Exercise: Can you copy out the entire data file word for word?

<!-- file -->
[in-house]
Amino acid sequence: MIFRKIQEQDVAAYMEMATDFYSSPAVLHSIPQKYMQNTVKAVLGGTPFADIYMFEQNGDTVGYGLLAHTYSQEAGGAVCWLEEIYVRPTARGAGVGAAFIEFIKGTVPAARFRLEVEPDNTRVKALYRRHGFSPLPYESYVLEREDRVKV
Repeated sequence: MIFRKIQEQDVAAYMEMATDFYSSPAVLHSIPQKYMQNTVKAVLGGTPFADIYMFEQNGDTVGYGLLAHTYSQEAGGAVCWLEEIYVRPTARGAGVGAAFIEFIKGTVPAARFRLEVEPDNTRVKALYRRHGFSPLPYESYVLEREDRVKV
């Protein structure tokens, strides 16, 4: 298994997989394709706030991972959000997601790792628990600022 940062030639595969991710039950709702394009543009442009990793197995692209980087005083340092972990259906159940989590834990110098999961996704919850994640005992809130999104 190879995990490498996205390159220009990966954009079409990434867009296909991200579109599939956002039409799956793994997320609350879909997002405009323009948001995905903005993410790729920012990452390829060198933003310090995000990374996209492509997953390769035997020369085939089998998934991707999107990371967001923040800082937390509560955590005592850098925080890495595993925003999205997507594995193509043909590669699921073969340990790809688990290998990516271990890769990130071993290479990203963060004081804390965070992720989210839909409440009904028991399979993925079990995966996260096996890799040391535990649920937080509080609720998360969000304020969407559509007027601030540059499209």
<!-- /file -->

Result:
[in-house]
Amino acid sequence: MIFRKIQEQDVAAYMEMATDFYSSPAVLHSIPQKYMQNTVKAVLGGTPFADIYMFEQNGDTVGYGLLAHTYSQEAGGAVCWLEEIYVRPTARGAGVGAAFIEFIKGTVPAARFRLEVEPDNTRVKALYRRHGFSPLPYESYVLEREDRVKV
Repeated sequence: MIFRKIQEQDVAAYMEMATDFYSSPAVLHSIPQKYMQNTVKAVLGGTPFADIYMFEQNGDTVGYGLLAHTYSQEAGGAVCWLEEIYVRPTARGAGVGAAFIEFIKGTVPAARFRLEVEPDNTRVKALYRRHGFSPLPYESYVLEREDRVKV
């Protein structure tokens, strides 16, 4: 298994997989394709706030991972959000997601790792628990600022 940062030639595969991710039950709702394009543009442009990793197995692209980087005083340092972990259906159940989590834990110098999961996704919850994640005992809130999104 190879995990490498996205390159220009990966954009079409990434867009296909991200579109599939956002039409799956793994997320609350879909997002405009323009948001995905903005993410790729920012990452390829060198933003310090995000990374996209492509997953390769035997020369085939089998998934991707999107990371967001923040800082937390509560955590005592850098925080890495595993925003999205997507594995193509043909590669699921073969340990790809688990290998990516271990890769990130071993290479990203963060004081804390965070992720989210839909409440009904028991399979993925079990995966996260096996890799040391535990649920937080509080609720998360969000304020969407559509007027601030540059499209």